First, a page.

About 10 days ago the library world had a bit of a blow-up with the announcement that Harper Collins was going to limit the number of circulations (to 26) for ebook titles a library purchases as a part of their OverDrive collection. The Twitter hashtag for conversations related to the topic quickly became #hcod (for Harper Collins Overdrive).
Ever since the news of HCOD broke, I’ve been thinking about it. Thinking about it partly in terms of whether or not the Harper Collins move was good or bad, but really I’ve been asking myself what does the HCOD announcement say about the big picture future of libraries, teens, and service to the age group? I’d say that’s the most important question here. While it’s important to know about the change in policies related to Harper Collins, Even more important is going beyond one publisher and one vendor and getting right to the heart of the matter, what is the future of libraries within a digital content world?
It’s clear that publishing is in a time of flux. And, no surprise to readers of this blog, libraries are also in a state of flux. Publishers are trying to figure out how to live in the world of econtent. Libraries are trying to make smart decisions related to how to provide high-quality service to customers when those customers might be entirely virtual. How is collection development – selection and weeding – accomplished for teens in an econtent world? How is readers’ advisory provided to teen virtual users? What does browsing and scanning look like in a teen ecollection? And on, and on, and on.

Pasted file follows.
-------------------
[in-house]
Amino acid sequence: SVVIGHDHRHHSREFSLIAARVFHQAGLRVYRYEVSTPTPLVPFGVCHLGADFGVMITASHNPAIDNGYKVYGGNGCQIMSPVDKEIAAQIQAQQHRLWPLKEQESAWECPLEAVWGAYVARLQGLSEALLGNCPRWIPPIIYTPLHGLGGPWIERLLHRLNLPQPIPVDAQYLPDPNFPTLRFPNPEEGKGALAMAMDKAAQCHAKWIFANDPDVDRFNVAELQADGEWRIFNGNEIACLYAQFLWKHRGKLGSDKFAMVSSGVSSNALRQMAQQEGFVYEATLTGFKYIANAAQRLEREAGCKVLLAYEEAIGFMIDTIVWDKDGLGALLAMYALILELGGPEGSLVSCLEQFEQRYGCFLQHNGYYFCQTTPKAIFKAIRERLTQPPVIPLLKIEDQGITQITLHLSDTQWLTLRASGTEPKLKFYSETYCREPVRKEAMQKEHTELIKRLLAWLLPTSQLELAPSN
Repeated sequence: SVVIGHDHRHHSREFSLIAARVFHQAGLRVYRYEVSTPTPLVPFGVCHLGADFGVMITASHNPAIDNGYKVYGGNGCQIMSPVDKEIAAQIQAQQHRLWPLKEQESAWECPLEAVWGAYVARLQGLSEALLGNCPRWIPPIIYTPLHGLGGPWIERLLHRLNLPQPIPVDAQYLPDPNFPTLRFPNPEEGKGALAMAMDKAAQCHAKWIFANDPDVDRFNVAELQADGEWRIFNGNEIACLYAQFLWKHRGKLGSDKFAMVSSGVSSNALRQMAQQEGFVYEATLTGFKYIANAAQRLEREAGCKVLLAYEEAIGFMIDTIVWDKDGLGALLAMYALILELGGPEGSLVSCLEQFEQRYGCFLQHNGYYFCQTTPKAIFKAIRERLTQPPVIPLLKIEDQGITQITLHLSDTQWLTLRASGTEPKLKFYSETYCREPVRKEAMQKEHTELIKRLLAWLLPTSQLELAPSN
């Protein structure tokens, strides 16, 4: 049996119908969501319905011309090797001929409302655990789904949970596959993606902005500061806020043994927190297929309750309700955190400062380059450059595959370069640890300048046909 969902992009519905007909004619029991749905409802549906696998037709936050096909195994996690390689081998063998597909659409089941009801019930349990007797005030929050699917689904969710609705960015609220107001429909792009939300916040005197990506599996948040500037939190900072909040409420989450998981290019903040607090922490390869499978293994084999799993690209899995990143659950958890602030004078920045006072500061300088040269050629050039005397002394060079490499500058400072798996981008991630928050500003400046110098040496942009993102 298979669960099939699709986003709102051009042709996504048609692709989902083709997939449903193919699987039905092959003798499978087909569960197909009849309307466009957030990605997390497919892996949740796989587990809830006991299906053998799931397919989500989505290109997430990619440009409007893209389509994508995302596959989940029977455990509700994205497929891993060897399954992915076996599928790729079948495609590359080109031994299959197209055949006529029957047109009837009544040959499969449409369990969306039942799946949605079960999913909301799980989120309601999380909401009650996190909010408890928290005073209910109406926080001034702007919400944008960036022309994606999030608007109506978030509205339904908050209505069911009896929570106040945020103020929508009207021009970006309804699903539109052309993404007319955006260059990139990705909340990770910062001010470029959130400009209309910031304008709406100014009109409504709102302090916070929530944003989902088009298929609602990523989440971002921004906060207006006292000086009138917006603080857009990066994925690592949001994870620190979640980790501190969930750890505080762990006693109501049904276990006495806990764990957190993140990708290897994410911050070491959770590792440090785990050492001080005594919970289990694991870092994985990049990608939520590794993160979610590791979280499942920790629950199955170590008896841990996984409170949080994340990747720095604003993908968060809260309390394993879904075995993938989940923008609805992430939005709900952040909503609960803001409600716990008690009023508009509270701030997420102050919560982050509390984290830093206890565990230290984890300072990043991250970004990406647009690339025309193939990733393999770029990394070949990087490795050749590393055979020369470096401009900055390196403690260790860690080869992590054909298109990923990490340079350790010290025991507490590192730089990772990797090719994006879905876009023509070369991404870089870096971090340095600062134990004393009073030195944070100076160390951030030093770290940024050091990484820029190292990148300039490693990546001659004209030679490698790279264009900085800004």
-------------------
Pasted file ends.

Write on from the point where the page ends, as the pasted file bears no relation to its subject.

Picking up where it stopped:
There are also the questions related to library service when coming into the library to browse and check-out materials is not the goal of teen users. For example, teens that use the library’s computers to collaborate with someone else on a Google Doc, use the libraries computers to make an Xtranormal video for English class, or even take part in a speed dating event. Now is the time to move forward and accept that we are in a transition period with libraries moving from services that are primarily physical collection based to services that function outside of, beyond, and perhaps instead of a physical collection.